White Earth Nation leaders say proposed large farming operations threaten the Band’s health and safety, water and land resources, and economic security.
On November 18, the tribal council approved a two-year moratorium on projects within the boundaries of the reservation, located in northwestern Minnesota.
Tribal officials said the ban will allow time for development of regulations for large animal feeding operations.
“We’re going to do our due diligence here back home with our treaties and our sovereignty,” Tribal Chairman Michael Fairbanks said at a meeting to approve the moratorium.
Fairbanks said Minnesota agencies regulating such operations were informed about the White Earth Nation’s plans for a moratorium.
“And we’re going to do it in a good positive way to create our own laws and create what we want on this reservation, not what they want on this reservation,” he said.
Concern for wild rice
Tribal officials said the White Earth Reservation includes 530 lakes, 300 miles of rivers and streams, and substantial groundwater resources.
Fairbanks pointed to a specific large project he said would threaten to pollute some of those streams.
“And they flow directly into our Big Rice lake,” said Fairbanks. “So you’ve got to remember that we’re protecting our waters but also we’re protecting our manoomin. It’s so important. They don’t realize how important that our wild rice is to our economy here at White Earth.”
Tribal officials said they felt an urgency to act because of the increase in proposed large livestock operations on and near the Reservation.
Layers of regulatory oversight
Large livestock operations are regulated at a variety of levels. The Minnesota Pollution Control Agency provides permits under the federal Clean Water Act and also enforces state regulations. The Department of Natural Resources provides water use permits. Local governments can place restrictions on such operations through local zoning laws.
The Minnesota Department of Agriculture gives some regulatory oversight of land application of manure from livestock farms and has a program to help local governments and farmers with planning, zoning, and siting issues related to large livestock operations.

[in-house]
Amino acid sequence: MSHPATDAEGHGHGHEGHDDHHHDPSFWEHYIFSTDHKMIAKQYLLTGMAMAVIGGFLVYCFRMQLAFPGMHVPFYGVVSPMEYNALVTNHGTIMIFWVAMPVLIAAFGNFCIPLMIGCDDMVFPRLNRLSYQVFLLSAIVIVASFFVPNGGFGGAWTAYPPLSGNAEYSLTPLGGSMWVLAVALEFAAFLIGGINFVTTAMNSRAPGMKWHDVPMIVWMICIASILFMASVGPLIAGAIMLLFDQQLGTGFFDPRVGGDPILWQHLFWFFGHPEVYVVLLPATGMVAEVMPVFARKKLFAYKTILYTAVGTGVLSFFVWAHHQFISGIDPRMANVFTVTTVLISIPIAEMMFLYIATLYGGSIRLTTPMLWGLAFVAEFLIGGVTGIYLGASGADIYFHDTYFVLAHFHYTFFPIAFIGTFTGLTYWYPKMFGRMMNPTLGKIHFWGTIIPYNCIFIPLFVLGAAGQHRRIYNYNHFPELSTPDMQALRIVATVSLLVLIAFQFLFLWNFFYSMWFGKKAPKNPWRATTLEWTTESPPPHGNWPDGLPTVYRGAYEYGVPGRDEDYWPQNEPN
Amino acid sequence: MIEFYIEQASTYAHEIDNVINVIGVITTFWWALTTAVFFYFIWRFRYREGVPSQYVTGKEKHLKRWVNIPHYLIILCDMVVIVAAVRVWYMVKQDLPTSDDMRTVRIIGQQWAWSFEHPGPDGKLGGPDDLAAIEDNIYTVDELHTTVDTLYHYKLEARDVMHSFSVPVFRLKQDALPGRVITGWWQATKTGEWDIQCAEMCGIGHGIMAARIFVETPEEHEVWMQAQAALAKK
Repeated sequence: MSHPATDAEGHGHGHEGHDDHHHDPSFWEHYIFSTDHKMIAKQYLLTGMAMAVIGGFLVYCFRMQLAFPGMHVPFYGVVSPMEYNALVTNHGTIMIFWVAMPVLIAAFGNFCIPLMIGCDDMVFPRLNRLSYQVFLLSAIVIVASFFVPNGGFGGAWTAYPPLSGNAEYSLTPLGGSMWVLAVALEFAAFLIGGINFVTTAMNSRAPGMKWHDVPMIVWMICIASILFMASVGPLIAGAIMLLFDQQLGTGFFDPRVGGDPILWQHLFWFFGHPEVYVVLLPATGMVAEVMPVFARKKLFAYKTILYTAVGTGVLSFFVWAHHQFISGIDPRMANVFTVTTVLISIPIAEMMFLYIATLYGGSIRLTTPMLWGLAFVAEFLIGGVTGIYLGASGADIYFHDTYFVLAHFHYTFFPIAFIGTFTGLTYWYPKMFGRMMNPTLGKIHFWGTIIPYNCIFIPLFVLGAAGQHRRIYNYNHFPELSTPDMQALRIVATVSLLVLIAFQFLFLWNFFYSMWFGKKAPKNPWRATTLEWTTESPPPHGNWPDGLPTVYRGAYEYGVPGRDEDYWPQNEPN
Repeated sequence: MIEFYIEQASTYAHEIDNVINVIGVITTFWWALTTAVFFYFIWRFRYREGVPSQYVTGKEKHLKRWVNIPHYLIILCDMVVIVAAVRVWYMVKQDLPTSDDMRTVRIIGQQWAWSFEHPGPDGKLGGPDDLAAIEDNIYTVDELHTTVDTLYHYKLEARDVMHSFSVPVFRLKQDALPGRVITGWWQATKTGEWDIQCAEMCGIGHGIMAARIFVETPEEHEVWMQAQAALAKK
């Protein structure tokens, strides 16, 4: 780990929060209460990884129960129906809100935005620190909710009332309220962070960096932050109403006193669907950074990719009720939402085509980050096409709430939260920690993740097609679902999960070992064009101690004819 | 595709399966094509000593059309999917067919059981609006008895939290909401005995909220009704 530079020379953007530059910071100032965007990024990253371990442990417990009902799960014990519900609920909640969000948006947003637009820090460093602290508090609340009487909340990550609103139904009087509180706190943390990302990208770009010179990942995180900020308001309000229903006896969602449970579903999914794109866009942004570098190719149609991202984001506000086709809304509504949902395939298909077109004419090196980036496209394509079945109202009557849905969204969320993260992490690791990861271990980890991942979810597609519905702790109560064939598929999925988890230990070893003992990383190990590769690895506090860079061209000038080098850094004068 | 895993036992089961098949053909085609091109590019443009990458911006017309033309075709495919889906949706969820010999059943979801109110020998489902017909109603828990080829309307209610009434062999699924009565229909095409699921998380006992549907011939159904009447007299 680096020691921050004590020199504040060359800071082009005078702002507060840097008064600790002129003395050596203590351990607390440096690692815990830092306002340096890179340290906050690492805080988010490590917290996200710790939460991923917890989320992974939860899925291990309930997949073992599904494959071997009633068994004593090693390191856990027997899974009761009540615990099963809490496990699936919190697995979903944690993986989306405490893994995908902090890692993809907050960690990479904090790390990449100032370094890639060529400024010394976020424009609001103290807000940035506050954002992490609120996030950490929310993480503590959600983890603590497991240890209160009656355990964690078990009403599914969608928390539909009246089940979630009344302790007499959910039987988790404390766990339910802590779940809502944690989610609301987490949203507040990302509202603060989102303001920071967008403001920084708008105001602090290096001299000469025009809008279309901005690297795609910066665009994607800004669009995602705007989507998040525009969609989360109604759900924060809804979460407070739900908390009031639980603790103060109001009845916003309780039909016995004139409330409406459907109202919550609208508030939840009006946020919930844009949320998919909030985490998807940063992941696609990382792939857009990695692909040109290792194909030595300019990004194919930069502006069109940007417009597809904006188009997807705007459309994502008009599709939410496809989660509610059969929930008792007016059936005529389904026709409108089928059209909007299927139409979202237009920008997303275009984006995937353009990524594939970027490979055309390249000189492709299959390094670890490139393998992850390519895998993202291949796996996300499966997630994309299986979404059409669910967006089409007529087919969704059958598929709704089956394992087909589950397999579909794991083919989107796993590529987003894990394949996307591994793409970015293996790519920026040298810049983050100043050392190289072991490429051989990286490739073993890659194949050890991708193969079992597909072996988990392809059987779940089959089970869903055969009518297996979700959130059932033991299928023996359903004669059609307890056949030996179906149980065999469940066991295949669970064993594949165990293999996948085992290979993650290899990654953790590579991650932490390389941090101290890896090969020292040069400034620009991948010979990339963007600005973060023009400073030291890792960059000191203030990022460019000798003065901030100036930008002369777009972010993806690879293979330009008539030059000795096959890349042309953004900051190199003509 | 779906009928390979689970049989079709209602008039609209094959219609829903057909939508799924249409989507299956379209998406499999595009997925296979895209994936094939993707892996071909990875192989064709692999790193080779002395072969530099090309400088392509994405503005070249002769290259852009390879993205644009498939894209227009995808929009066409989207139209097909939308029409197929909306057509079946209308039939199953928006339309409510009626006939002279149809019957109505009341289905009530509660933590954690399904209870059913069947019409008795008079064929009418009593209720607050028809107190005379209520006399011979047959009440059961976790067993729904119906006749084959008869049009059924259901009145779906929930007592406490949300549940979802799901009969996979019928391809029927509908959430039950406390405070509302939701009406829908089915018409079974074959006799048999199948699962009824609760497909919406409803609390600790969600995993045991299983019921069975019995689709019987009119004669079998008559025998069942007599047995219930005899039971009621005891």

Becker county overlaps the White Earth reservation boundaries. The county imposed a one year feedlot moratorium in September after concerns were raised about proposed large livestock operations.
“I think we have to put something in place so we can control the huge growth, and at least have some better understanding of what the concerns are for us,” said Becker County Commissioner Barry Nelson, who is also a farmer.
Despite the county moratorium, Nelson said he is concerned about the impact of the White Earth moratorium and potential tribal regulations.
“The tribe’s authority, that question, that’s huge,” said Nelson. “How they can have that authority on private landowners, you know, that private landowner doesn’t have any say on who’s on the tribal council? It’s concerning.”
Nelson said he hopes the county can “get around the table” with White Earth officials and discuss the issue.
Increasing use of tribal authority
Tribal Nations have increasingly exercised regulatory authority, and the Federal Environmental Protection Agency recently announced a proposal to revise the federal water quality regulations to better protect tribal rights under the federal Clean Water Act. The agency is currently taking public comments on the proposed regulatory changes.
Minnesota agencies are saying little about the White Earth moratorium.
The Department of Agriculture said in a statement that it “recognizes the sovereign rights of the White Earth Nation, including their right to implement a moratorium.” The agency said it looks forward to conversations with tribal officials about the issue.
The Minnesota Pollution Control Agency and the Department of Natural Resources have not yet responded to a request for comment.